I am married to a guy they call Dr. Bomb. He does ballistic testing and gets to shoot a .50 cal at armor, steel plates, concrete, etc. Sometimes, he puts down the .50 cal and blows stuff up, because he’s also an explosives engineer. And, oh yeah, he is also a pyro-technician, which means he can put on a great fireworks show if he wants to …

Recently, he ran some tests on various steel plates for a company that is in the design phase for barricades. And, I went along as the gopher girl. That meant I got to drive the tractor to the test range and drop off stuff, help load up plates on the shooting table, install a new shooting bench, carry the camera and hide behind a tree when Dr. B. pulled the trigger (remotely and while he stood behind another tree) at the range. I like my Prois hat and hoodie for days like that … hard work, temperature in the high 50s, perfect spring weather in the Ozarks, standing behind trees waiting to hear BOOM.

Oh, and I shot the .50 for the first time. But, I had an audience of three construction guys, who also got to shoot the gun — for fun.

Dr. Bomb: “Barb, come on over here if you want to shoot this thing.”

Me: “OK!”

Guys: Snicker.

Dr. Bomb hands me a huge cartridge, the length of the palm of my hand … and the gun, which is VERY heavy. A Serbu.

Dr. Bomb: “Here ya go.”

Guys: Snicker

Load, Slam Bolt … Hard sounds … Look through scope … Aim at berm about 125 yards away.

Me: “I think I’ll shoot at that old toilet seat down there.” (Oh Lord, what have I just committed to? All the construction guys shot at dirt and rock piles down there, and I’m trying to pick off a toilet seat? And, they’re all standing behind me. Glad my Prois sweatshirt is long enough to cover most of my butt.)

Guys: Snicker

Me: Position, Grip, Breath control, Sight Alignment, Trigger Squeeeezzeee, Follow through. A bunch of white chunks blow up at the spot of the toilet seat.

Guys: Wow. No snickers.

And then, they wanted to shoot at what was left of the toilet seat.

Me: (Silent prayer: “Thank you, Jesus.”)

Photo by Jason Baird AKA Dr. Bomb

Prois Woman of the Week, Annie Smith Peck ( 1850 – 1935 )

Last week we were on a ladies hog hunt in Oklahoma and were unable to post the Prois Woman of the Week. To make up for lost time we picked an amazing woman for this week’s selection. Annie Smith Peck climbed to heights that no woman had reached before, literally! Annie Smith Peck was a scholar, an author, woman’s suffragist, and a world renowned mountain climber. The following excerpt is quoted directly from Thank you for reading about this amazing woman who was a pioneer for women in a relatively new and extremely challenging and dangerous sport.

“Mountain climber, author. Born on October 19, 1850, in Providence, Rhode Island. Annie Peck Smith set many records during her career as a mountain climber, including the highest climb in the Americas in 1908. Some sources also credit her as the first woman to climb the Matterhorn in the Swiss Alps.

After earning a bachelor’s and master’s degree in Greek at the University of Michigan, Annie Peck Smith worked for a time as a teacher. She went to Europe in 1884 to study in Germany. The next year Smith became the first woman to attend the American School of Classical Studies in Athens. At first, she tried supporting herself by lecturing on Greek archaeology, but found that audiences were more interested in her hobby—mountain climbing. The sport was still relatively new and there were few female climbers. It was also incredibly dangerous as there were no oxygen tanks or other supportive equipment to help climbers at high altitudes.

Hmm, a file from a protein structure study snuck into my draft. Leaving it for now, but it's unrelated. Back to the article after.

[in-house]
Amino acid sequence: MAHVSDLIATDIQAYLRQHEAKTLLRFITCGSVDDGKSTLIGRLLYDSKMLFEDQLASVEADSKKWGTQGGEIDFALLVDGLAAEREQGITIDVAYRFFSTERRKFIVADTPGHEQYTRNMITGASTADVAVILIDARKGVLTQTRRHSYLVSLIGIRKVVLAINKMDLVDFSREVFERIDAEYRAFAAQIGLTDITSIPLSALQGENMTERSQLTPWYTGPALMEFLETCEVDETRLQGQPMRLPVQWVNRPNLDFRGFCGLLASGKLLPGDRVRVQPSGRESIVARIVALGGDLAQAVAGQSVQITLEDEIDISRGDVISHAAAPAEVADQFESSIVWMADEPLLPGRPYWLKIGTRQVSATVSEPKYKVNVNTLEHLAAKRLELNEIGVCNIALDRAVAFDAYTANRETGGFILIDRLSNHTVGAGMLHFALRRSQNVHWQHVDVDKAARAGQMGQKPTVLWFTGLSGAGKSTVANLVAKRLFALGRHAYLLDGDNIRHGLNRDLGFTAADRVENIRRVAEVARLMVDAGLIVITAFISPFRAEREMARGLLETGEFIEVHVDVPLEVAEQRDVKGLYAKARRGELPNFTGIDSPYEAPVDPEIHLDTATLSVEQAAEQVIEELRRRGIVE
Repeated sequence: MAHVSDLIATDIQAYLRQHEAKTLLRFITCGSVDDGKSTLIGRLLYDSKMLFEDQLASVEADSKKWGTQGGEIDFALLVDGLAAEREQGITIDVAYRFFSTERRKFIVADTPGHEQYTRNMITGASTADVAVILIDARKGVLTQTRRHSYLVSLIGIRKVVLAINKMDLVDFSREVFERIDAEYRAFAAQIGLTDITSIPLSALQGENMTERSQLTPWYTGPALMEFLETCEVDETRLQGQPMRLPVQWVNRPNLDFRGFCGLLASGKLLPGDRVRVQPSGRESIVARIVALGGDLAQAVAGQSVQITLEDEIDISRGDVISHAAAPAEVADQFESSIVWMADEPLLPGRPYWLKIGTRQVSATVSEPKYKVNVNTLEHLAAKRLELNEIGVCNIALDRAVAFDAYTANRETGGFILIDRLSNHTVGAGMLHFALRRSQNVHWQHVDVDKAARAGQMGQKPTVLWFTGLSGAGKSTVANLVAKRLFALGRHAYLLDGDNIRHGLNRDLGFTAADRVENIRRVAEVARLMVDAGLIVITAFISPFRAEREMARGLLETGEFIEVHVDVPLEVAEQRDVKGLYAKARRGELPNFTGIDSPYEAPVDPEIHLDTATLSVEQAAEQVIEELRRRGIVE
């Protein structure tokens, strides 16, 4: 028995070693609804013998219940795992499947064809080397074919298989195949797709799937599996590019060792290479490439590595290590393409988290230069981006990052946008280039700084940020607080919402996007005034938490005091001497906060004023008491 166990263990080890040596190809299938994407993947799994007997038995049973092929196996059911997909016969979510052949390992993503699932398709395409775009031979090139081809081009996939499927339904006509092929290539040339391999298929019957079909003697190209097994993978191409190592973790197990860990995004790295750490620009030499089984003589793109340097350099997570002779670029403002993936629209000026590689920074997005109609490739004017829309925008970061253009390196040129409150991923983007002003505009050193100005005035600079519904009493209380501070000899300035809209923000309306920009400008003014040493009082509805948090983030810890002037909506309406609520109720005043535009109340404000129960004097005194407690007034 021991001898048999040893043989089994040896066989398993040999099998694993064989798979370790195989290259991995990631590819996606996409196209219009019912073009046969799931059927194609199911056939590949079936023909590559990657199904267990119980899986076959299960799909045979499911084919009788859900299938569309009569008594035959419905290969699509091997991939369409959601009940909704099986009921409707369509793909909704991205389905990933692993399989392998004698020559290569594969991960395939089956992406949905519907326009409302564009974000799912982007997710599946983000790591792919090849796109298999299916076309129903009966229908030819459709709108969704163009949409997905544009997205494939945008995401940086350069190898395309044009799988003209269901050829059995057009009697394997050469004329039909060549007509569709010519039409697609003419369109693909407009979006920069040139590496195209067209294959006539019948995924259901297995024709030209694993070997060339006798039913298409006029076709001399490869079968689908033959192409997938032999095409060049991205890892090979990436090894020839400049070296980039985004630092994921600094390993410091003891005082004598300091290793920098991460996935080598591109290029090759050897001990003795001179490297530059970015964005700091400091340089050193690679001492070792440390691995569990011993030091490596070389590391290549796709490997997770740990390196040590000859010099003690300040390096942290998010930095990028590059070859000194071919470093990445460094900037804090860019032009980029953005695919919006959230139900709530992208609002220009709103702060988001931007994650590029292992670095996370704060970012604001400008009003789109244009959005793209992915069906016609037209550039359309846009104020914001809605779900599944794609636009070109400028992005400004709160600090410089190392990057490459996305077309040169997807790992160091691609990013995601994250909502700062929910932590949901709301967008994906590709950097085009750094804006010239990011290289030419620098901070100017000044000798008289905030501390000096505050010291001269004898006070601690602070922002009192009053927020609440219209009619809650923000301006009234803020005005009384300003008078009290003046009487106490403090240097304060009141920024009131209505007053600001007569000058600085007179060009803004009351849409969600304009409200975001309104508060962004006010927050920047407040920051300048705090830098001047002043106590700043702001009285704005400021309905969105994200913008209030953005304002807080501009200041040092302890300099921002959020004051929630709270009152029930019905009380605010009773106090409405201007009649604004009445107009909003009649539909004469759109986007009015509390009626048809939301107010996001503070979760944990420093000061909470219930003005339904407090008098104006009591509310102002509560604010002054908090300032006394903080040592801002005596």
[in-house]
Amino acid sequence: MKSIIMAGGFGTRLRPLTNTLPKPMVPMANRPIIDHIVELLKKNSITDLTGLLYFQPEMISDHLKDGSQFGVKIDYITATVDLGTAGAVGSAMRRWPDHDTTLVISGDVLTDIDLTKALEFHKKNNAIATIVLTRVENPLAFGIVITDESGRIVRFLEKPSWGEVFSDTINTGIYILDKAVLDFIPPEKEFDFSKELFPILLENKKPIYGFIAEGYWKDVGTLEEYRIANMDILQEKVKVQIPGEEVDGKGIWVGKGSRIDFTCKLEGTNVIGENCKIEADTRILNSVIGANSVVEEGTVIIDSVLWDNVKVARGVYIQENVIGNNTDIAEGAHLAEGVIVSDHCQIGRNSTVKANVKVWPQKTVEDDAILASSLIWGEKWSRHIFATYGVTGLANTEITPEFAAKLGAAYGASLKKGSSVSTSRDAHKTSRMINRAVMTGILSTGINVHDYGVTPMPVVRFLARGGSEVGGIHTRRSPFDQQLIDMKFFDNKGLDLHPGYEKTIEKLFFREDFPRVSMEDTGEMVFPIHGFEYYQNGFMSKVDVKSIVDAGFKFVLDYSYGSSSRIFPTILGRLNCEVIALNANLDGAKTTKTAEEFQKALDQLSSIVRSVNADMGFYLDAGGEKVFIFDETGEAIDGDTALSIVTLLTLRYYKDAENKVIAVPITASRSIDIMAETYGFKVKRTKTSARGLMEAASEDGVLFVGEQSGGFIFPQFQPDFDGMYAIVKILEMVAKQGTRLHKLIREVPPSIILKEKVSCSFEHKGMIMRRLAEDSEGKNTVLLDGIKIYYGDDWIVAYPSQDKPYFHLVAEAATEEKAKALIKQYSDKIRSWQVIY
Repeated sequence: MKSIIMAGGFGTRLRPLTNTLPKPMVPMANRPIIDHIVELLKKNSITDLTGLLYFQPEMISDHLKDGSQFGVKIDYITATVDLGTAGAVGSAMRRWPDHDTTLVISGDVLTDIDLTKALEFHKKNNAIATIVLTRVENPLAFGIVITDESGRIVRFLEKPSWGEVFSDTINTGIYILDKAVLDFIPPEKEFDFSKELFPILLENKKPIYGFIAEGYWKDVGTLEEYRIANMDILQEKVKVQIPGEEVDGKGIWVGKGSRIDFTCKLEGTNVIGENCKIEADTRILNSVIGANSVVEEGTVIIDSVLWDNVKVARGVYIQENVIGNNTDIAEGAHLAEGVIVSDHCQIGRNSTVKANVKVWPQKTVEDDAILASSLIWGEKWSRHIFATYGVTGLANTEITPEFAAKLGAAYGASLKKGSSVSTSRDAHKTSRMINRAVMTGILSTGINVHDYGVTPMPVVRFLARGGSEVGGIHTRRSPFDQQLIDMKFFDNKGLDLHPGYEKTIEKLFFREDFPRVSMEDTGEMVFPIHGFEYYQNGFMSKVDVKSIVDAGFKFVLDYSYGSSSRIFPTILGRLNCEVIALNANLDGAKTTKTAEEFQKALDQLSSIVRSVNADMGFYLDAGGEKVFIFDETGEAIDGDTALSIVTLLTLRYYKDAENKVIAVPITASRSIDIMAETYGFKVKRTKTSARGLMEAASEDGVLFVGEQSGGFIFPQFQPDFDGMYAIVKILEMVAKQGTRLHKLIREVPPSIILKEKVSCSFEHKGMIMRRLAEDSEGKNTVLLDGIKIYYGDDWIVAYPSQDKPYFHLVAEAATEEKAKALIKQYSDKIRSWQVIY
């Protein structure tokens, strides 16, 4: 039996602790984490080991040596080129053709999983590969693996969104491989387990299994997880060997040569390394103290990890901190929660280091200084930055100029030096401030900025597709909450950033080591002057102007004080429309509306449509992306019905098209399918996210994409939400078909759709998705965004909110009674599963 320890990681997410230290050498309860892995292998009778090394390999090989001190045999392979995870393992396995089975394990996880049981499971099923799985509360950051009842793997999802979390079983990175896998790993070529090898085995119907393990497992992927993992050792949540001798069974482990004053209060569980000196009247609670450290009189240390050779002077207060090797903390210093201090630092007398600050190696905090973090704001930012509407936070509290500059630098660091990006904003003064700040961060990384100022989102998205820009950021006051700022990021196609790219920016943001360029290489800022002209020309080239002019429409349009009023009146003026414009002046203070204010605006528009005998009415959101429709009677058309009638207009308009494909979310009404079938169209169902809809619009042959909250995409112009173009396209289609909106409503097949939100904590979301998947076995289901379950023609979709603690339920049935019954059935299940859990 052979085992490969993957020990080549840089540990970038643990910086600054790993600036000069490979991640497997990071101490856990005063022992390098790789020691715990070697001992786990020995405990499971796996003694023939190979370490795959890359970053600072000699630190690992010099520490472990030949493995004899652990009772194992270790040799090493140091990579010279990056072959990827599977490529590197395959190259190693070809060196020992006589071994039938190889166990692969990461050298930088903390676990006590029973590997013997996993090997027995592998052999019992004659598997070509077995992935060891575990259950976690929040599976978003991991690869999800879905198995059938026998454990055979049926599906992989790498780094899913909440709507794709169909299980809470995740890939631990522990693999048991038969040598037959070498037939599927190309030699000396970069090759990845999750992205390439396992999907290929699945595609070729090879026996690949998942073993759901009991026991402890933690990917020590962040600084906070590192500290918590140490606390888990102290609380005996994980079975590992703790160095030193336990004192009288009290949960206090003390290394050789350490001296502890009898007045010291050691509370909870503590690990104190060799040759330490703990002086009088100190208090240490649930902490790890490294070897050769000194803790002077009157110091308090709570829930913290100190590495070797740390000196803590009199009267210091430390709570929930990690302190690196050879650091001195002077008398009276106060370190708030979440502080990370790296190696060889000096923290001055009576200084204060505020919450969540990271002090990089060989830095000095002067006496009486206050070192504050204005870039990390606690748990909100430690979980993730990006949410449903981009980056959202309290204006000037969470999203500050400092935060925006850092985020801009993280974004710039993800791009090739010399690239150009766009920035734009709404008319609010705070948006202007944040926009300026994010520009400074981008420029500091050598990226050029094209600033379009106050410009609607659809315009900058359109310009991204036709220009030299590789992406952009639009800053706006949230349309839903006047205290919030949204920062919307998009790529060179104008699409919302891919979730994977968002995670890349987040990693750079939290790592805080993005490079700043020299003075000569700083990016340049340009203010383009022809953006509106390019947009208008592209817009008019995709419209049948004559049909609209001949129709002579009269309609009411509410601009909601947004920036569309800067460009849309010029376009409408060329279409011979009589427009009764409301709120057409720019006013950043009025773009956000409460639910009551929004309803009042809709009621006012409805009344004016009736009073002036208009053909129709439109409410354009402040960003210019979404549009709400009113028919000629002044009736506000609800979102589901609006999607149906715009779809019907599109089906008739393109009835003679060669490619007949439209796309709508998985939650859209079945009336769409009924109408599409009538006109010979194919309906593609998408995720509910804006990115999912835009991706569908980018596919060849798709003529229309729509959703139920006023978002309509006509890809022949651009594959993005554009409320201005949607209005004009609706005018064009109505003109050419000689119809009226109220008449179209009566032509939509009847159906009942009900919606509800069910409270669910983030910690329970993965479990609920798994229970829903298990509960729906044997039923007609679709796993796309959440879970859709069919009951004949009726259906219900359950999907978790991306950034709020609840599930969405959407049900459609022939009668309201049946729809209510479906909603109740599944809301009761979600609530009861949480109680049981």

After climbing the Matterhorn in 1895, Annie Smith Peck continued to seek new challenges, especially in the mountains in the Americas. She tackled Mexico’s Mount Orizaba in 1897, setting the women’s altitude record at that time. Wanting to reach heights higher than anyone else—male or female—had done before, Peck tried several times to climb Mount Illampu in Bolivia. Despite this setback, she tried to reach her goal by climbing Mount Huascarán in Peru. Peck was victorious on her second attempt in 1908. Having reached a height of 21, 812 feet, she set the record for the highest climb in the Western Hemisphere at the age of 58. For her amazing feat, the peak she scaled was named Cumbre Aña Peck in her honor.

Annie Smith Peck wrote about her adventures in the 1911 book A Search for the Apex of America. She continued to climb and seek out new challenges. A dedicated supporter of a woman’s right to vote, Peck hung a “Votes for Women” banner on Mount Coropuna in Peru. Also an avid traveler, Annie Smith Peck wrote several guide books about South America. Around 1929, she set out on a new challenge, exploring South America using commercial airline flights, a feat she wrote about in Flying Over South America: Twenty Thousand Miles by Air (1932).

Annie Smith Peck died in New York City on July 18, 1935. Shortly before her death, she had been doing what she loved best—climbing the Acropolis in Athens. Peck is remembered for her adventurous spirit and determination, forging in new ground for women in a new sport.”